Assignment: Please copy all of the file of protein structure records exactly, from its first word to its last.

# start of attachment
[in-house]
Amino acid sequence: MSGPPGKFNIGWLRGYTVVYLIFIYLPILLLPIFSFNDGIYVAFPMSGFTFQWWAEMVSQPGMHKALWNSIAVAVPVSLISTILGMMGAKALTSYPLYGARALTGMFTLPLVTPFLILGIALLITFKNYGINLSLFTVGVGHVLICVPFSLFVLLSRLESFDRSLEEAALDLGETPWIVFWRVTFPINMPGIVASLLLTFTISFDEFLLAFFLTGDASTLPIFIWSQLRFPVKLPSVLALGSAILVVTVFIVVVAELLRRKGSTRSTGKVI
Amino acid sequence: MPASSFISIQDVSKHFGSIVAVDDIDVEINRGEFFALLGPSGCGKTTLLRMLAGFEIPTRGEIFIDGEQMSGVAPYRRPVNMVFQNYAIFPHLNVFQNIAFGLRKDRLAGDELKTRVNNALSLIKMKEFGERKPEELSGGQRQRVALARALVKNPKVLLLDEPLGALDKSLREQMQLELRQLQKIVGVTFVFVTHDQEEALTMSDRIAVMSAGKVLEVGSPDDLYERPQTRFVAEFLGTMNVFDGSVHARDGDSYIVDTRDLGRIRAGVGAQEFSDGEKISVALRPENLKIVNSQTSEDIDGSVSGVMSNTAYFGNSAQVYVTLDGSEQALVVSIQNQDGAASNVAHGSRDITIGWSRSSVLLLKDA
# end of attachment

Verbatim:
[in-house]
Amino acid sequence: MSGPPGKFNIGWLRGYTVVYLIFIYLPILLLPIFSFNDGIYVAFPMSGFTFQWWAEMVSQPGMHKALWNSIAVAVPVSLISTILGMMGAKALTSYPLYGARALTGMFTLPLVTPFLILGIALLITFKNYGINLSLFTVGVGHVLICVPFSLFVLLSRLESFDRSLEEAALDLGETPWIVFWRVTFPINMPGIVASLLLTFTISFDEFLLAFFLTGDASTLPIFIWSQLRFPVKLPSVLALGSAILVVTVFIVVVAELLRRKGSTRSTGKVI
Amino acid sequence: MPASSFISIQDVSKHFGSIVAVDDIDVEINRGEFFALLGPSGCGKTTLLRMLAGFEIPTRGEIFIDGEQMSGVAPYRRPVNMVFQNYAIFPHLNVFQNIAFGLRKDRLAGDELKTRVNNALSLIKMKEFGERKPEELSGGQRQRVALARALVKNPKVLLLDEPLGALDKSLREQMQLELRQLQKIVGVTFVFVTHDQEEALTMSDRIAVMSAGKVLEVGSPDDLYERPQTRFVAEFLGTMNVFDGSVHARDGDSYIVDTRDLGRIRAGVGAQEFSDGEKISVALRPENLKIVNSQTSEDIDGSVSGVMSNTAYFGNSAQVYVTLDGSEQALVVSIQNQDGAASNVAHGSRDITIGWSRSSVLLLKDA